GENDER AGENDA FOR THE BUHARI ADMINISTRATION

Source: thewillnigeria.com

INTRODUCTION
It has been established that the development of any country requires the participation of both men and women. However, gender relations have made it difficult for one half of the population (women) to make significant contribution to development hence the need to understand gender and gender relations.

The victory of the All Progressives Congress (APC) at the March 2015 elections in Nigeria means that it will form the government as from 29th May, 2015. A major determinant of the success of the party will depend on its gender agenda. Luckily, the party's manifesto has clear provisions on how it will deal with women and youth issues titled a fair deal for women and the youths. A gender agenda which will incorporate a fair deal for women is therefore imperative for the new regime. In order to understand a gender agenda, it is necessary to clarify the concepts of gender, sex and gender relations.

The concept of gender is better understood when analysed with the concept of sex, gender relations and patriarchy. All human beings are normally born male or female. Young males are called boys while adult males are called men. Young females are called girls while adult females are called women. Women all over the world are marginalized. Even in the so-called advanced democracies, women are still marginalized. For instance in the United Kingdom and the United States, women representation in parliament was 9.1 and 9.0 percent respectively as at 1994. The UNDP's 1995 Human Development Report estimated that women's unpaid work is equivalent to some $11 trillion annually. [ii] Although women constitute over 50 percent of the population of the world, they are relegated to the background in every facet of life. It is important to note that there is difference between sex and gender. Sex refers to the biological differences between male and female. For instance, the adult female has breast that can secrete milk to feed a baby but the adult male does not have. Gender is the socially and culturally constructed roles for men and women. For instance, gender roles of men as owners of property, decision makers and heads of household are socially, historically and culturally constructed and have nothing to do with biological differences. Gender roles differ from place to place and change with time. But sex roles are naturally fixed.

Gender relations are part of social relations, referring to the ways in which the social categories of men and women, male and female, relate over the whole range of social organization, not just to interactions between individual men and women in the sphere of personal relationships, or in terms of biological reproduction. In all aspects of social activity, including access to resources for production, rewards or remuneration for work, distribution of consumption, income or goods, exercise of authority and power, and participation in cultural, political and religious activity, gender is important in establishing people's behaviour and the outcome of any social interaction. As well as institutions between individual men and women, gender relations describe the social meaning of being male and female, and thus what is considered appropriate behaviour or activity for men and women. [iii]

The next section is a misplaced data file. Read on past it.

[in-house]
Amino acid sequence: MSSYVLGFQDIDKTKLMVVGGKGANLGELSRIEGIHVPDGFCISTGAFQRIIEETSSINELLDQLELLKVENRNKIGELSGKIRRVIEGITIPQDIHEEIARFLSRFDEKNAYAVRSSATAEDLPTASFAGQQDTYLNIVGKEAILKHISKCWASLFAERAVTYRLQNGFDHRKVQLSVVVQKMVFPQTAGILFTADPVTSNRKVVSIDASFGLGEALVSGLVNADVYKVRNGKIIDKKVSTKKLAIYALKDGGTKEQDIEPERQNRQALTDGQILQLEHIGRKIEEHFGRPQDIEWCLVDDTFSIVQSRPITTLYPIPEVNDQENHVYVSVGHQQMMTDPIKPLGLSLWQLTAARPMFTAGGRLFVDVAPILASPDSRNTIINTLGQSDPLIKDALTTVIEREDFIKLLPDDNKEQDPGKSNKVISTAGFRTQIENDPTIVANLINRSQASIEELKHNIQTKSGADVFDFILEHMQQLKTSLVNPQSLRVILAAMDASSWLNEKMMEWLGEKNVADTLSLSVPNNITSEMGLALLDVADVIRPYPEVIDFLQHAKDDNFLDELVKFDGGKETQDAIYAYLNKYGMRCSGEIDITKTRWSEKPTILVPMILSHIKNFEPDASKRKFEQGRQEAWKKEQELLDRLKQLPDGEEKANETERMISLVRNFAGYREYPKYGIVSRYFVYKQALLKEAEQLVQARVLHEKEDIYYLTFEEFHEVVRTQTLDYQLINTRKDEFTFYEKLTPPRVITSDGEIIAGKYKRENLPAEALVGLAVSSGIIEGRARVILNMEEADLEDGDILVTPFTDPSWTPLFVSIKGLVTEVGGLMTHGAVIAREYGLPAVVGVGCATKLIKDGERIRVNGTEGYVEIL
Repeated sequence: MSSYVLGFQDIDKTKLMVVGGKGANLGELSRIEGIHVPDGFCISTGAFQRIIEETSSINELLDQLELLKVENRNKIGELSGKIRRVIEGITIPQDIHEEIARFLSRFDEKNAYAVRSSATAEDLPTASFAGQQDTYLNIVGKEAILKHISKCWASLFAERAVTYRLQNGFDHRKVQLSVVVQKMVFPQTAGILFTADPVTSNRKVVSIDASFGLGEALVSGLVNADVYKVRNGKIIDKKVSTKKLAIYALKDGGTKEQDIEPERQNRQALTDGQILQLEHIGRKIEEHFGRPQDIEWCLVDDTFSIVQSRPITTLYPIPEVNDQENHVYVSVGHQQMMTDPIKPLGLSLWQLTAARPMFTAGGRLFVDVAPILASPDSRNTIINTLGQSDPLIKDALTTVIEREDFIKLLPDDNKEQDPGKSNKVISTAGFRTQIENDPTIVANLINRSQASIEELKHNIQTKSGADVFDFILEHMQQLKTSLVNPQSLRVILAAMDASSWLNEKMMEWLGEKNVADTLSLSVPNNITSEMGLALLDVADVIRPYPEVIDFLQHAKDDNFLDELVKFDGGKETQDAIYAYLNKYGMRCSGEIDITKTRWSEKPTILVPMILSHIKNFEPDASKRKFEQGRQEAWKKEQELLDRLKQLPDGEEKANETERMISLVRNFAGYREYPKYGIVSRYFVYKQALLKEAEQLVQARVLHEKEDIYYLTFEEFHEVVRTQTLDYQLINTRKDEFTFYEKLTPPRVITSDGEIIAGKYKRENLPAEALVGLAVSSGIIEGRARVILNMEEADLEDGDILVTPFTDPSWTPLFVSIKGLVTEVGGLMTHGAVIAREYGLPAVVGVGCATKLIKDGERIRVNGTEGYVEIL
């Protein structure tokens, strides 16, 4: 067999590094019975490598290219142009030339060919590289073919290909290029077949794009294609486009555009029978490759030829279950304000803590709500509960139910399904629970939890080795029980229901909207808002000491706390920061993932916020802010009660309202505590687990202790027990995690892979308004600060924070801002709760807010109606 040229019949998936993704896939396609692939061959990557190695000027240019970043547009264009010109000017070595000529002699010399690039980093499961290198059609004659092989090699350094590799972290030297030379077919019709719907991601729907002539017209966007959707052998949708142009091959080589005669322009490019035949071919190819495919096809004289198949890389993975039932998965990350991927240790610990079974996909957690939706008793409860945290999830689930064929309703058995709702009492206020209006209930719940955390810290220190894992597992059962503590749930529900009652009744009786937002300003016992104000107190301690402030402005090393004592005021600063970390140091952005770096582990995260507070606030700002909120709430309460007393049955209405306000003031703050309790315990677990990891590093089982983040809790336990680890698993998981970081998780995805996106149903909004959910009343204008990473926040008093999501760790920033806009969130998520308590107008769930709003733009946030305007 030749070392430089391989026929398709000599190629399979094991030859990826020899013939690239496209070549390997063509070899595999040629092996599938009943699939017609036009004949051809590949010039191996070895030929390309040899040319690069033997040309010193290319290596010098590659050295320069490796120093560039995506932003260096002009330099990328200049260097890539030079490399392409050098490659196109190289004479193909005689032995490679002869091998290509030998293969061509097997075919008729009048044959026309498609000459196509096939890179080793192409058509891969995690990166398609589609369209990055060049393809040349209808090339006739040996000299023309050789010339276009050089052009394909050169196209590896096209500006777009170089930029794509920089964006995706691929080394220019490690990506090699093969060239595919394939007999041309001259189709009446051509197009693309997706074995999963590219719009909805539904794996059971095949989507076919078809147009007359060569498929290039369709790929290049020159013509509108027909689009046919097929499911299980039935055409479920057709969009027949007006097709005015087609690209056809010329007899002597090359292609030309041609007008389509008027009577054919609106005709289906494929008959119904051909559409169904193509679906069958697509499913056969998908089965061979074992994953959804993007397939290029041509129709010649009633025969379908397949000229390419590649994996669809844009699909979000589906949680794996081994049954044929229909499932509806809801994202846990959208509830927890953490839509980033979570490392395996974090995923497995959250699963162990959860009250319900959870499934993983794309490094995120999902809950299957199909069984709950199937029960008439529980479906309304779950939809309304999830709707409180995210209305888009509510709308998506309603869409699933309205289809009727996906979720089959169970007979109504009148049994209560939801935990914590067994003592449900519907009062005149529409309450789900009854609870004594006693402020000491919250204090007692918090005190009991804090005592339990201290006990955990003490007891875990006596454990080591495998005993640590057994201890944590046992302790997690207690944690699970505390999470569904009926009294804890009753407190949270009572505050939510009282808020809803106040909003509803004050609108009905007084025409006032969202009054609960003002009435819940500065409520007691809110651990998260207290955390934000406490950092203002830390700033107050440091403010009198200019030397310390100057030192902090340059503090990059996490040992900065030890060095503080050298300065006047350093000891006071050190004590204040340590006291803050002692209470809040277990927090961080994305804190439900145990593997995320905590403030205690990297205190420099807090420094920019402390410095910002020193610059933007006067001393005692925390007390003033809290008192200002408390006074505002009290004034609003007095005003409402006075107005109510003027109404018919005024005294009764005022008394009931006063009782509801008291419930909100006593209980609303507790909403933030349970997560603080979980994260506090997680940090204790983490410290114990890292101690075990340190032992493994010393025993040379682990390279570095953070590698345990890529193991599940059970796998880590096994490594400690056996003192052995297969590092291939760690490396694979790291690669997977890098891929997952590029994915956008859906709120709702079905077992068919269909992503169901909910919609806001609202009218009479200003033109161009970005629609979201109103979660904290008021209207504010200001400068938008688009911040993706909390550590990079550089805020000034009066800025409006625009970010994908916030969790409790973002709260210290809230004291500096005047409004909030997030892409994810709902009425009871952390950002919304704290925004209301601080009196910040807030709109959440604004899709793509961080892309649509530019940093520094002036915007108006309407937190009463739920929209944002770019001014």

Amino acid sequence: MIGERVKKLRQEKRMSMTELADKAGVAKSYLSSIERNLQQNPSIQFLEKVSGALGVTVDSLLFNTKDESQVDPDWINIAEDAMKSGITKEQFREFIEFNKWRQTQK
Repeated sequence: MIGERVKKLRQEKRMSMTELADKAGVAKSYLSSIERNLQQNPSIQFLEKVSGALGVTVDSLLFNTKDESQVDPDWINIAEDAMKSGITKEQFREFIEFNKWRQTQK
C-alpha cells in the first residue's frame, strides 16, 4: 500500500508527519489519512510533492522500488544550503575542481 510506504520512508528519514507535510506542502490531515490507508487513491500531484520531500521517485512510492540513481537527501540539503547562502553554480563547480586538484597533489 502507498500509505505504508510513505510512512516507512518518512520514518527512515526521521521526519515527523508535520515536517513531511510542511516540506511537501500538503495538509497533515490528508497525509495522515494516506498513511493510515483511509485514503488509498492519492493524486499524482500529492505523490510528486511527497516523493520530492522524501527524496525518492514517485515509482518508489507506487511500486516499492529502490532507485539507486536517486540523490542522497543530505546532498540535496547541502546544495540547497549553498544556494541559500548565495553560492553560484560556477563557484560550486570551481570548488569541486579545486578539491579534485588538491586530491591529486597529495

As noted above, women have been historically marginalized in all areas including social, economic and political spheres.  Luckily, there is a growing recognition of the untapped capacity and talents of women and women's leadership. From 1999-2009, the rate of women's representation in national parliaments globally has grown from 13.1 percent at the end of 1999 to 18.6 percent at the end of 2009. [iv] Africa has particularly seen some dramatic increase in the number of women in parliament from 10.9 percent in 1999 to 17.6 percent in 2009.

The status of women across the world today is precarious. About 70 percent of the 1.3 billion people living in extreme poverty are women. [v] In developing countries, women own less that 2 percent of all land. At least 60 million girls are “missing” due to female infanticide or sex selective abortion and an estimated 5,000 women murdered each year in “honour” killings. There is unequal distribution of food and health care. 93 million children who are not enrolled in school are girls.

It has been documented that in Nigeria, women and girls suffer systematic disadvantage and discrimination that is magnified for those in the poorest states and sectors of society. [vi] Nigeria's 80.2 million women and girls have significantly worse life chances than men and also their sisters in comparable societies. In Nigeria, 60-79 percent of the rural work force is women but men are five times more likely to own land. Women with dependants pay more tax than men. Women in formal employment are paid less than men. Nearly five times as many judges and permanent secretaries are men rather than women. Only 4 percent of local government councilors are women. Up to one third of Nigerian women have been subjected to violence. [vii]

GENDER AGENDA FOR THE BUHARI ADMINISTRATION
This is why it is necessary to have a gender agenda for the Buhari administration.  Meanwhile, the manifesto of APC recognizes the place of women in governance and development. The party has clear programmes for women including political empowerment programmes, economic empowerment programmes, Nigerian women's charter and free education for the girl child up to tertiary level.